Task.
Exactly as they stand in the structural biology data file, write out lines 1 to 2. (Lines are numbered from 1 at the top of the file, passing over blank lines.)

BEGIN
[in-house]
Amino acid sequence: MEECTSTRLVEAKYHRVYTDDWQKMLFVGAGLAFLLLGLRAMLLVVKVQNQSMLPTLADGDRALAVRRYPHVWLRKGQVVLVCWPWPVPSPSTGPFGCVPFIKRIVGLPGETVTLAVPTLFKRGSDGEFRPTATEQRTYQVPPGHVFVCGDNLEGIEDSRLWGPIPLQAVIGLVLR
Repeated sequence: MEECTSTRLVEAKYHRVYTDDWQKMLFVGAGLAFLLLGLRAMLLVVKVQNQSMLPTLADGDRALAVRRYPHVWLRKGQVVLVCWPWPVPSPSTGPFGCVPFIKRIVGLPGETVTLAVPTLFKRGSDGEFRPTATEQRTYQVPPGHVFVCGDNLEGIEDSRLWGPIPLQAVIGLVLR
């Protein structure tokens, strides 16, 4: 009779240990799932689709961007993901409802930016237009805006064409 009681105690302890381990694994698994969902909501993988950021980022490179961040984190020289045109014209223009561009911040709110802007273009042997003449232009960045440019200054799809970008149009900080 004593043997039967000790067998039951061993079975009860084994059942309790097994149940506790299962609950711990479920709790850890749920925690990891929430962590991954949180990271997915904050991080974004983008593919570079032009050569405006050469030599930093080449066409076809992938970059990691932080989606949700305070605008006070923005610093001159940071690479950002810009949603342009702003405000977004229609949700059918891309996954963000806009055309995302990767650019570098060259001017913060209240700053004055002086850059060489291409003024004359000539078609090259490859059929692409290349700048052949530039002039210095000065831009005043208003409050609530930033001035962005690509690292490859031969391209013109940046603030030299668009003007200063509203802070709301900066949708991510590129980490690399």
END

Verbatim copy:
[in-house]
Amino acid sequence: MEECTSTRLVEAKYHRVYTDDWQKMLFVGAGLAFLLLGLRAMLLVVKVQNQSMLPTLADGDRALAVRRYPHVWLRKGQVVLVCWPWPVPSPSTGPFGCVPFIKRIVGLPGETVTLAVPTLFKRGSDGEFRPTATEQRTYQVPPGHVFVCGDNLEGIEDSRLWGPIPLQAVIGLVLR